Overpayments ‘rip-off’ on phone contracts could cost you more than £400 a year, Which? says The regulator has asked providers to reduce monthly costs after customers have paid off the price of their phones. Mobile users feel ripped off, as high-end handsets tend to only be sold with expensive tariffs. They come packaged up with a generous inclusive allowance. This means shoppers often buy tariffs that significantly exceed their needs.
Which reveal mobile users feel ripped off
A third of mobile phone customers are still being charged the full price of their contract – even after paying off the cost of their handset, Which? has warned. The BBC reported the news story and listed some of the worst offenders.
A third of mobile phone customers are still being charged the full price of their contract – even after paying off the cost of their handset, Which? has warned.
The consumer rights group is calling for networks to end the “overpayments rip-off”, which costs an estimated £182m a year. It estimates some Britons could be out of pocket to the tune of more than £400 annually.
Your phone company could have overcharged you by £400. Customers are still overpaying when contracts end.
Which? found that 36% of people whose contract ended in the past two months are still paying off the price of their smartphone.
This is despite providers promising Ofcom that, from February 2020, customers would get a reduced tariff after their contracts end – reflecting the fact that the device had been fully paid for.
Three was the worst offender, Which? claims, with 43% of customers whose contracts ended in the past six months seeing no drop in the price of their monthly bill.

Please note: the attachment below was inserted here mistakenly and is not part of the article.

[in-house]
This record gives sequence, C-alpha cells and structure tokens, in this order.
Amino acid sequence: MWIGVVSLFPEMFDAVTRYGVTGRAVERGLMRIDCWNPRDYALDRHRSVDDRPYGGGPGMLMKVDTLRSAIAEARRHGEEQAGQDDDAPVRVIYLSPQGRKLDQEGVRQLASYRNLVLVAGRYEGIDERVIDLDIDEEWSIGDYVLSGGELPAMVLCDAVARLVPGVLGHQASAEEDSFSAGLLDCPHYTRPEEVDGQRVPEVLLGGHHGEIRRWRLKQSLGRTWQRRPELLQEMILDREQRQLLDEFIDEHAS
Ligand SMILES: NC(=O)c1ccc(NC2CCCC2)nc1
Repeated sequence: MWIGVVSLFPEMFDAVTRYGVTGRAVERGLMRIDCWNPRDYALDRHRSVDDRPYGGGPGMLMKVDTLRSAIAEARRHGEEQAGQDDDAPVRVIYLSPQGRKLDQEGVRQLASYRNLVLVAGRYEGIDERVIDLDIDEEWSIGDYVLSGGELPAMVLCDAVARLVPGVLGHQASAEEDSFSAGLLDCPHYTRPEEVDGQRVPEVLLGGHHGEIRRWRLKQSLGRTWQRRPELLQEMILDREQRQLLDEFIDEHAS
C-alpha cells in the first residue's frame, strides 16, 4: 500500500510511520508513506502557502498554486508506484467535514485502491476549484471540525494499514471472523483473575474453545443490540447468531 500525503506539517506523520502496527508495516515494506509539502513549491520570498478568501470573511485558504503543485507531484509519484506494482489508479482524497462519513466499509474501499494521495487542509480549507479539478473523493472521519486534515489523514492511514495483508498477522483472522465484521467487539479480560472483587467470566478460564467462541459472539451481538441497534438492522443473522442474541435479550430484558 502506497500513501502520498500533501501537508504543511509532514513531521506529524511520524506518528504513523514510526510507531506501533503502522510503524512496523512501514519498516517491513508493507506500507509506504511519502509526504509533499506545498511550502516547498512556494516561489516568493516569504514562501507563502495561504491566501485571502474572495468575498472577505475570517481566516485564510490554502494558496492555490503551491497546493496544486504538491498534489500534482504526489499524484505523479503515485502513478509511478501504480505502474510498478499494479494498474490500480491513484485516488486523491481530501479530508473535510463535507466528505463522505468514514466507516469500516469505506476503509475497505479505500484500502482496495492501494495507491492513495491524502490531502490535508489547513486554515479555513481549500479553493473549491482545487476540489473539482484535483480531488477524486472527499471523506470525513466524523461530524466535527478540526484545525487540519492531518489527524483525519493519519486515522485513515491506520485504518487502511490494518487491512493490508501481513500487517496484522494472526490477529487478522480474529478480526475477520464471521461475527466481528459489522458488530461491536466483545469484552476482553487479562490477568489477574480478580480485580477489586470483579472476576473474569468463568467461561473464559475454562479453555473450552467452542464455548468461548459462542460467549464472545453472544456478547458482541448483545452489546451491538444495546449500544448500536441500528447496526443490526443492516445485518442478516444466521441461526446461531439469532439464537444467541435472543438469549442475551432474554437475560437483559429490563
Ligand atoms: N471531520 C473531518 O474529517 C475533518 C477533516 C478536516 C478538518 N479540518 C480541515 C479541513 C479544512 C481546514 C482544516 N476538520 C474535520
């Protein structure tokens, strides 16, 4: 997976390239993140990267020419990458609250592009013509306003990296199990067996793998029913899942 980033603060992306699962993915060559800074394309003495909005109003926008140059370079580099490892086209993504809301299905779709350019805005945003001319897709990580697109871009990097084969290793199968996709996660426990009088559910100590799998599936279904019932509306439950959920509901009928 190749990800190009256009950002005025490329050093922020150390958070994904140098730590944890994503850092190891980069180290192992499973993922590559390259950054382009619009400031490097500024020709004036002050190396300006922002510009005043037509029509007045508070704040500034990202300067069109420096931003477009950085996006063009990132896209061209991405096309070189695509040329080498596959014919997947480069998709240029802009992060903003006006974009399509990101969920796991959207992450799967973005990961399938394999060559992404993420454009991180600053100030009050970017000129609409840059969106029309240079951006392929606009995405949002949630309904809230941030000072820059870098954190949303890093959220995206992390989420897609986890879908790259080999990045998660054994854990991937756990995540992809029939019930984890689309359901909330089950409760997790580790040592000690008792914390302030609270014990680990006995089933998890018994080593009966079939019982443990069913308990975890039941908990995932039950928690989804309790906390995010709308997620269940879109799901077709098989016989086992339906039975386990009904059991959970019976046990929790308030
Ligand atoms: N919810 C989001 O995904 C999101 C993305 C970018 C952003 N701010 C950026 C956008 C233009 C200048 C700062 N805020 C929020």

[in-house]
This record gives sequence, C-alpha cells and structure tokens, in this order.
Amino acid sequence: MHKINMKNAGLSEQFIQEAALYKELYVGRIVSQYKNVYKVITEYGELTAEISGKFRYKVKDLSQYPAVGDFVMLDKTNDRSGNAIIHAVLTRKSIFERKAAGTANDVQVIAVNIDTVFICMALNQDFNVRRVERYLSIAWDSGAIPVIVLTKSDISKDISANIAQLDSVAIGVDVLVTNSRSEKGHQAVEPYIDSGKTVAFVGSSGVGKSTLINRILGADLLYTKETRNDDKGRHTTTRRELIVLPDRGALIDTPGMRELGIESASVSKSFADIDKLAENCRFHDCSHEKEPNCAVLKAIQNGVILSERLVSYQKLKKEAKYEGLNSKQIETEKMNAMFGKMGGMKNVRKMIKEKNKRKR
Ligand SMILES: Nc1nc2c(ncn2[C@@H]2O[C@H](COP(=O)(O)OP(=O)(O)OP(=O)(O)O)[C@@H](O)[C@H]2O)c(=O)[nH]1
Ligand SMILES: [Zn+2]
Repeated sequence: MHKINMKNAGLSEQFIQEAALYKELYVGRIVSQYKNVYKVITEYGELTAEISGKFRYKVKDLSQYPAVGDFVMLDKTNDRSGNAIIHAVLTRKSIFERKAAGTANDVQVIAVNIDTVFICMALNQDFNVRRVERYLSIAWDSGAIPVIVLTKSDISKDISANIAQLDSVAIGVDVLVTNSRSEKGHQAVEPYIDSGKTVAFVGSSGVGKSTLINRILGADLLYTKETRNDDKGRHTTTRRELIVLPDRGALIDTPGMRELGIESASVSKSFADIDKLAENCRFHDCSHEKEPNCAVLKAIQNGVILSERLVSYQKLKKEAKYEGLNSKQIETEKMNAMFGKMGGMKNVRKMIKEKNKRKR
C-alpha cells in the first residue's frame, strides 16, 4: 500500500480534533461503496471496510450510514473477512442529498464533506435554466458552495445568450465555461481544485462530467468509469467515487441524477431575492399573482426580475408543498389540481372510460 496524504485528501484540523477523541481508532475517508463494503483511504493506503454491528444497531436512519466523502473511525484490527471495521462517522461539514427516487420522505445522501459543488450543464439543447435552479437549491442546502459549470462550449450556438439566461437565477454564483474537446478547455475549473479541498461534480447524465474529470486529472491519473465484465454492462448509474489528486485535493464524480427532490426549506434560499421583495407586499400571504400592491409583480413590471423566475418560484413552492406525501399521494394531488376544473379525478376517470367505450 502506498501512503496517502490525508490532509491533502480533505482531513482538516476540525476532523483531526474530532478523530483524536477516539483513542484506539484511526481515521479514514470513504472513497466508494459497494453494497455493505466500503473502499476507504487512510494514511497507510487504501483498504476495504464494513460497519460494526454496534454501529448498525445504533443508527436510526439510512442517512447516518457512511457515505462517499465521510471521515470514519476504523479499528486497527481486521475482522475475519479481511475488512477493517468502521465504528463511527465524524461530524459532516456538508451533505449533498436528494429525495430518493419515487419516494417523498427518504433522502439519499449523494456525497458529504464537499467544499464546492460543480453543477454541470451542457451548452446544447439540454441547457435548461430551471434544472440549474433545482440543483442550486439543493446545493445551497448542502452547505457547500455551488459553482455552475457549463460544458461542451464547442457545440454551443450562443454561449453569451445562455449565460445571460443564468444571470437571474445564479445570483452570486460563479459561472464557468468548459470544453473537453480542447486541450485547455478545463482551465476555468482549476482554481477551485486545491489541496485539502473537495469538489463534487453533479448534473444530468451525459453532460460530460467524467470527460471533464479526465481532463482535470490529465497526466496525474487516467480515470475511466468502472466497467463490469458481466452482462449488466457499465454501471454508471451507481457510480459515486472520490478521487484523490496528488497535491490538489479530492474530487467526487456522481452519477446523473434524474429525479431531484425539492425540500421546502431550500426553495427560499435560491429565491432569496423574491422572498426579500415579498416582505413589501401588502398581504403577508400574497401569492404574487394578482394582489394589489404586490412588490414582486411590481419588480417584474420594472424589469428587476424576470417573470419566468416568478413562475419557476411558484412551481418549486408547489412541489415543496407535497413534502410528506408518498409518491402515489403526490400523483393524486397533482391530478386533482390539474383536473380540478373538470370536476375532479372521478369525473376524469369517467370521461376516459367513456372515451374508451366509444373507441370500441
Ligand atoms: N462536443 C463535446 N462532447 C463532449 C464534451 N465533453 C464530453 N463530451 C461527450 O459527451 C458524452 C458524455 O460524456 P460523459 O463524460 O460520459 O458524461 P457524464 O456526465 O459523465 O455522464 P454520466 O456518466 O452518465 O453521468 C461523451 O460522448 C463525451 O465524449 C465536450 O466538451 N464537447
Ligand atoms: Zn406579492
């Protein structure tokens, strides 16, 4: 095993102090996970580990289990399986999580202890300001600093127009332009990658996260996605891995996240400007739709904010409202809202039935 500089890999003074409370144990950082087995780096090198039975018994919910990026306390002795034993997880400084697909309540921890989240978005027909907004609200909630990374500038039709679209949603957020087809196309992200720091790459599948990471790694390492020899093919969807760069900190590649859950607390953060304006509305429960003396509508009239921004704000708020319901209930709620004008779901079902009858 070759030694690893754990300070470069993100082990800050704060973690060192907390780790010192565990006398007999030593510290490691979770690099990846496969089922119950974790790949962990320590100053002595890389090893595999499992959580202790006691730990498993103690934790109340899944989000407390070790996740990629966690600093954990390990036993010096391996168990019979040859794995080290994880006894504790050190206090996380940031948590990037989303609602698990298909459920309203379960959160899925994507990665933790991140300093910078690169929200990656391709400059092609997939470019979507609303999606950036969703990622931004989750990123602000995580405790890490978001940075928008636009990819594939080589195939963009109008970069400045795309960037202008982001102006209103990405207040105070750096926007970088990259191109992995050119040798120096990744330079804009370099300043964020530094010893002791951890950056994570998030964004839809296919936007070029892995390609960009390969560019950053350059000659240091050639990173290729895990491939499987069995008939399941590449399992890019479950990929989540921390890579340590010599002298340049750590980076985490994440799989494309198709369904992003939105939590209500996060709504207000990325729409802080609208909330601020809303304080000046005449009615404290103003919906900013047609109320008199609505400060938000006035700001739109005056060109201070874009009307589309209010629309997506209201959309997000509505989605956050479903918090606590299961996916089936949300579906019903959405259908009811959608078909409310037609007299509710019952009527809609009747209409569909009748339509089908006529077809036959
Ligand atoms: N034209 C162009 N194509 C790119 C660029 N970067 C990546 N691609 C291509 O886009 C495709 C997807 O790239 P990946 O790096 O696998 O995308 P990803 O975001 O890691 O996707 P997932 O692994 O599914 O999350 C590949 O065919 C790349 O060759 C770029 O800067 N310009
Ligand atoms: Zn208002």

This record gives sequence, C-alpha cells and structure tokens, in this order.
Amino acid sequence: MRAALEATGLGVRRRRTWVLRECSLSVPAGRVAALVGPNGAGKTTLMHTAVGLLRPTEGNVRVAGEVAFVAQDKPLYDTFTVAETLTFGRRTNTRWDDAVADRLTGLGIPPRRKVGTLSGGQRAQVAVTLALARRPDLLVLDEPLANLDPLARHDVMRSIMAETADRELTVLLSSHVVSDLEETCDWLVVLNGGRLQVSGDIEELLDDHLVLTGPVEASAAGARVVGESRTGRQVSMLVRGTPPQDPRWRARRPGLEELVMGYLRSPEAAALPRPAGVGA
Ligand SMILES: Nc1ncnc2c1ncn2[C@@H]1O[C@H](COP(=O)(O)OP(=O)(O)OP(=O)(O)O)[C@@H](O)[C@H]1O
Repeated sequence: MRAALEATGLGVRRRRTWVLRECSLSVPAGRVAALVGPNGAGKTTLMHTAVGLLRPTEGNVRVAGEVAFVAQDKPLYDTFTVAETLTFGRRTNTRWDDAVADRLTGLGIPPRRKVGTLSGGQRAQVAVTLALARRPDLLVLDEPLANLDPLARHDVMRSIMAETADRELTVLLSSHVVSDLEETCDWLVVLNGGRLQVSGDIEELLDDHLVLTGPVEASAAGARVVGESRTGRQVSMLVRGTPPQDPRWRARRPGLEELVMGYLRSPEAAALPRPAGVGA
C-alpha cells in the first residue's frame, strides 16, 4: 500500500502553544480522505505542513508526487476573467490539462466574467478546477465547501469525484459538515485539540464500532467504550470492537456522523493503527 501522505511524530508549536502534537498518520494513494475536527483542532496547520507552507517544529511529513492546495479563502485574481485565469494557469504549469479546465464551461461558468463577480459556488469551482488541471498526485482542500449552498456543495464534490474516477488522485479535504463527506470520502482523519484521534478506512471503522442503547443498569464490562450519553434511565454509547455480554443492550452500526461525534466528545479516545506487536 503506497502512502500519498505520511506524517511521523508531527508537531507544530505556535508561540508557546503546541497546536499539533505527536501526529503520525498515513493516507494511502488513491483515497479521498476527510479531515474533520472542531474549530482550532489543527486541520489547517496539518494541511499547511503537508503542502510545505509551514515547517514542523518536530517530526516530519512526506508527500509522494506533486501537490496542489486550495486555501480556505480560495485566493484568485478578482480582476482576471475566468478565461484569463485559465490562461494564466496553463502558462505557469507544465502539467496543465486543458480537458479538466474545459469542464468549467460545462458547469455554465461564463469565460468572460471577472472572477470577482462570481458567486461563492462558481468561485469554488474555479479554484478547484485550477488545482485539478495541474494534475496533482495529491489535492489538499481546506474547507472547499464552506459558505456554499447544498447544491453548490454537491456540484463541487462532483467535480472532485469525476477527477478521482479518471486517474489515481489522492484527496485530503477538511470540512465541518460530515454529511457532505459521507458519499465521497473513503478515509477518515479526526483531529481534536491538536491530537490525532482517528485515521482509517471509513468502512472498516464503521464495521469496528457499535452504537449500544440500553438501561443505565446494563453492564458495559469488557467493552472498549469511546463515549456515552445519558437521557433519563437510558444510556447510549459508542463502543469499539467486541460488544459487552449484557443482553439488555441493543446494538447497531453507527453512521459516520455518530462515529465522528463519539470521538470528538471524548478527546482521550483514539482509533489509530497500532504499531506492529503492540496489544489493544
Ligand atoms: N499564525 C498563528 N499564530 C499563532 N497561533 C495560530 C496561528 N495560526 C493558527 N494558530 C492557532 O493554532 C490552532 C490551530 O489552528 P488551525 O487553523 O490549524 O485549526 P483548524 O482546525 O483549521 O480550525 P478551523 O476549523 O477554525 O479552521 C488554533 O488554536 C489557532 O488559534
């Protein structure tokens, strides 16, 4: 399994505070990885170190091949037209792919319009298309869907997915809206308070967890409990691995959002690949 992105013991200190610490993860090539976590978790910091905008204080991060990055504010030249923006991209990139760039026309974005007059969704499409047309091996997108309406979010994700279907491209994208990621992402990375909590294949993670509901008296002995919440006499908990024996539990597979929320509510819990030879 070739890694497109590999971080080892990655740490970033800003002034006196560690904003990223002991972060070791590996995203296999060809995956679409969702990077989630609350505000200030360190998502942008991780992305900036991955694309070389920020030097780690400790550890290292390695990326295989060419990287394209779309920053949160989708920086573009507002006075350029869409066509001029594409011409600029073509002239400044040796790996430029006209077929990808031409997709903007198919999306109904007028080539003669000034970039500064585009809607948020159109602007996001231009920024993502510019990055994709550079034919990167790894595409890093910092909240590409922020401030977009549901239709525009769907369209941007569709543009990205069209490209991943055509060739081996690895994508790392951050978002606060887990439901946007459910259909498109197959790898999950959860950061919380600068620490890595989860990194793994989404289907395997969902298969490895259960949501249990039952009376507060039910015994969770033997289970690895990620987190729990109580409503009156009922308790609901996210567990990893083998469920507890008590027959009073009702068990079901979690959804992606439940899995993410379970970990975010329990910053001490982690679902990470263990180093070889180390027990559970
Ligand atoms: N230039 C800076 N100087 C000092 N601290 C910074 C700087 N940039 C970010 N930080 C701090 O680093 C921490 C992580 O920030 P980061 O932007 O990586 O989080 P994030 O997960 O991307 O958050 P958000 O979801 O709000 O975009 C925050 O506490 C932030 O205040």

This meant that someone with a “bundle” contract on a Samsung S20 5G – which came out at £37 a month – would be overpaying their bill by as much as £444 a year after it ended.
About 40% of EE customers saw no price drop at the end of their contract – with 31% of Vodafone customers seeing no change either.
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Contact the LIS Help Desk to make sure you not overpaying. Are your handsets out of date? Are you fed up with slow Internet speeds? We offer every telecoms service to get you connected. We supply sim only connections with no hardware so there is complete clarity over how much you pay. You don’t need to change your phone unless it suits you. We may not be the cheapest but we don’t rip you off!
Microsoft’s first Android phone, the Surface Duo, is coming on September 10, the company announced Wednesday.
The Surface Duo costs £1,070. OK, let’s just stop there for a second. What? That’s about the same price as a tricked out iPhone 11 Max. Yes, it’s expensive. No, people probably aren’t going to rush out to buy it. But the price and phone make sense for a few reasons.
First, it’s a dual-screen device. Microsoft described the phone as “a major new form factor,” in a blog post. It is essentially a folding tablet, which is also a phone. Each of the Surface Duo’s two screens are 5.6-inch displays that combine into a tablet-like 8.1-inch display when unfolded. It has a single camera that supports recording 4K video.
Open two screens and open new possibilities. Surface innovation comes to a dual-screen mobile device, featuring the best of Microsoft 365, every Android app in the Google Play store, phone calls, and more.
Is it a phone or an iPad?
So, if the phone is really an iPad mini that folds … and is also a phone … now we’re getting into £1,070 territory. The hinge works both ways, so you can close the phone like a book or open it fully so it’s a double-sided phone. It’s also super thin, has what could be one of the best screens on any phone. (Here’s an excellent synopsis of all the ins and outs of the Duo from our colleagues at CNN Underscored).
Second, Microsoft is promoting the Duo as a productivity device. It’s a Surface, after all — the same brand it uses for its high-end computers that are all about showcasing Microsoft’s software, including Office and Windows. Microsoft said it optimized the entire Office Suite for the Duo, helping people make video calls (super important now), and get their work done on the go.